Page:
How Long Does It Take For Baby's Belly Button To Fall Off After Birth? Well, It Doesn't
Life after delivery has a bit of a learning curve to say the least. If you're a first time mom, learning to feed, clothe, change, wash, and generally care for a tiny human is a lot to handle. One question many first-time moms have in those first few days is how long it takes for baby's belly button to fall off after birth. It's an interesting question. Mainly because what moms refer to as the "belly button" is actually remnants from the umbilical cord. Once that gets cleared up, knowing when these remnants fall off and how to care for them until they do is one of those "rite of passage" skills every new mom has to learn.
The umbilical cord is your baby's literal lifeline during pregnancy, but once they enter the "real world" its no longer needed. So the doctors (or maybe your partner) will cut and clamp the cord, leaving a small stump behind. The stump is a bit like a wound, requiring special care and attention so that it doesn't get infected or irritated.
According to the American Pregnancy Association (APA), the cord stump usually takes up to two weeks to fall off. Until it does however, here are some tips for keeping it clean and healthy.
1. Keep It Dry
For the stump to fall off on its own, it has to dry up first. The APA instructed parents to expose the stump to air as often as possible, be it through letting your baby wear only a diaper for a period of time, or with frequent diaper changes. Dress your baby in loose fitting clothes and buy the newborn diapers with special umbilical cord slots (or fold regular ones down below the stump) to ensure that your baby's diaper doesn't irritate it.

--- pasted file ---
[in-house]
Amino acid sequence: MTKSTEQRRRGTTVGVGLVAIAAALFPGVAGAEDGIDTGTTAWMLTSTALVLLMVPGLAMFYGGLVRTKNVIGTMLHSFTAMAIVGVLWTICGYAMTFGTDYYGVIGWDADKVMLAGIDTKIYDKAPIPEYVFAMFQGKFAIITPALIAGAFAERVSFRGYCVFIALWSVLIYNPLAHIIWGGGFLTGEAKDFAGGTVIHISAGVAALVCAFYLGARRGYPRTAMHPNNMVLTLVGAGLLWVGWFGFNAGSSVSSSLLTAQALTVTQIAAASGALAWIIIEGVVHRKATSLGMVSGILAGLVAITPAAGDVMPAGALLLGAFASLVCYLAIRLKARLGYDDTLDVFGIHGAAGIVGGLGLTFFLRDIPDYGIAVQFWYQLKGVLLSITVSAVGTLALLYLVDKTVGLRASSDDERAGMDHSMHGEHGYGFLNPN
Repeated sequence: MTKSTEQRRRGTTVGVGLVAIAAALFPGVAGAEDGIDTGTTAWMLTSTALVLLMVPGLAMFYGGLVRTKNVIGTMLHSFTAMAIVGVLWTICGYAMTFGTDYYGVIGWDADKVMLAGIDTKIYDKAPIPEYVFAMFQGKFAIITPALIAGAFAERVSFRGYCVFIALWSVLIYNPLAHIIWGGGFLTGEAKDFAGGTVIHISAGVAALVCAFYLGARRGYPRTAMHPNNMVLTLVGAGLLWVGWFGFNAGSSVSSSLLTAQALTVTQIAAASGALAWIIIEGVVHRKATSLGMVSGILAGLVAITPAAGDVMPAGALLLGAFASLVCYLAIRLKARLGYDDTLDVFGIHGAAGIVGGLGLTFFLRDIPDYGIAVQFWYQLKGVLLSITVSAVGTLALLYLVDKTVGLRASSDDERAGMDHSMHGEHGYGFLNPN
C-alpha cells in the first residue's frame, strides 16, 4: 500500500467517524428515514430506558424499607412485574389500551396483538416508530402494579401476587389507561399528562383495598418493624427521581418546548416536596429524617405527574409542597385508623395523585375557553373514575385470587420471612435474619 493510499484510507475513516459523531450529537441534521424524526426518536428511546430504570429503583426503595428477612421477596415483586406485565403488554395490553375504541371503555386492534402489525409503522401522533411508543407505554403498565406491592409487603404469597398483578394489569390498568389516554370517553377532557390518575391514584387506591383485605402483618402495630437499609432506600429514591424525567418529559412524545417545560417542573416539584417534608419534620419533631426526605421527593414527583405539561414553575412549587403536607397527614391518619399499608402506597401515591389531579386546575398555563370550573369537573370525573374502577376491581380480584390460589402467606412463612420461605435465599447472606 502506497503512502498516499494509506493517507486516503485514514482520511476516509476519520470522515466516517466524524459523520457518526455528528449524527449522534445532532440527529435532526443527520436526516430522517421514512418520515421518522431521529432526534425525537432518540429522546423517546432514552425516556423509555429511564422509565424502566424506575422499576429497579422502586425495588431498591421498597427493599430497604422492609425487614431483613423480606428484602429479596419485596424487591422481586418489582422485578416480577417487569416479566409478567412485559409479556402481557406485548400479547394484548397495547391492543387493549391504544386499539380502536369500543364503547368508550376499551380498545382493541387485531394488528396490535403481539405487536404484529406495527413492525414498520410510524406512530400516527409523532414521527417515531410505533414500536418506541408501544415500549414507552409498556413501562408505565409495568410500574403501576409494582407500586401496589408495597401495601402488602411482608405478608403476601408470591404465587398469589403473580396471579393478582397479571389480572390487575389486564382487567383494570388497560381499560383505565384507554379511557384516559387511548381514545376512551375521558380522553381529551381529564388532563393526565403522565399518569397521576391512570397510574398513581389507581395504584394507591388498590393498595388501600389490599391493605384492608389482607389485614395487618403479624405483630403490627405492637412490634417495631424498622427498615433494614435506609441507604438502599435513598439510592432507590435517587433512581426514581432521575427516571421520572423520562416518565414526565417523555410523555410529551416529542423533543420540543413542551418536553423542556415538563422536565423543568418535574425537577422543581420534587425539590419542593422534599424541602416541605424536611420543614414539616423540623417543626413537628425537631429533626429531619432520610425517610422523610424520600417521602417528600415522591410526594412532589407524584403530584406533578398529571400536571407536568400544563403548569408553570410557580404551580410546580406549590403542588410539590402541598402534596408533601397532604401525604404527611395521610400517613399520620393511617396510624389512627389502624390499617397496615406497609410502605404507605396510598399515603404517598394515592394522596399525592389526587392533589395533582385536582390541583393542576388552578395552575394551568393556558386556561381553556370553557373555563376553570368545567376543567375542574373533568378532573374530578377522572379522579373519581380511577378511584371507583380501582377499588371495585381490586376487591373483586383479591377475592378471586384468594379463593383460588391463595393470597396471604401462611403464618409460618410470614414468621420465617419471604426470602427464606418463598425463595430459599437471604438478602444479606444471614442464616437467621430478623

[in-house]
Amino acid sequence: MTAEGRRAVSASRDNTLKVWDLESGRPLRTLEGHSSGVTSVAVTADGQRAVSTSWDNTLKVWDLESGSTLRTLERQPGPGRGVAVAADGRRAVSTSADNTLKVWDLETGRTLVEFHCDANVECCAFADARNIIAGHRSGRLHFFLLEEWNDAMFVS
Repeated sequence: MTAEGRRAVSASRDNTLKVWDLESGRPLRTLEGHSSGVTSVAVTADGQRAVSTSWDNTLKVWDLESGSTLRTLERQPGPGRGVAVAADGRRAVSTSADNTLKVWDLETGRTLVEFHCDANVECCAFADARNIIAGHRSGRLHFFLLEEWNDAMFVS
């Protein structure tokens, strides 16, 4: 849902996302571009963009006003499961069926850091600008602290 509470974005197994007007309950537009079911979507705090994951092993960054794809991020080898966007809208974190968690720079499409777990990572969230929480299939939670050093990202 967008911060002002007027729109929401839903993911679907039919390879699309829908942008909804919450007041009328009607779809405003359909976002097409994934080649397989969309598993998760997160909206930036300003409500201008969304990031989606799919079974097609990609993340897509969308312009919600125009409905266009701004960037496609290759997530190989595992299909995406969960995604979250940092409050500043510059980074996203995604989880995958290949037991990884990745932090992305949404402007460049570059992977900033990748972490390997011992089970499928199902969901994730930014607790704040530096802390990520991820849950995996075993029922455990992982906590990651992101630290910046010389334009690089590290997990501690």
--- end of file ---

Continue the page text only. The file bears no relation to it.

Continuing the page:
2. Give Your Baby Sponge Baths Only Till It Falls Off
Sticking to sponge baths for the time being is the easiest and most practical option for bathing your baby until the stump falls off, according to the Mayo Clinic.
3. Allow It To Heal On Its Own
Parents used to be instructed to clean the stump with rubbing alcohol with each diaper change, but now experts recommend letting the cord fall off on its own without any interference, according to the APA. Avoid touching or bumping the cord which can irritate and introduce infection.
4. Watch Out For Signs Of Infection
Baby Center noted that its rare for the stump to become infected, but just in case, look out for redness around the area, signs that your baby is in pain when it's touched, or a yellow discharge and foul odor coming from the stump.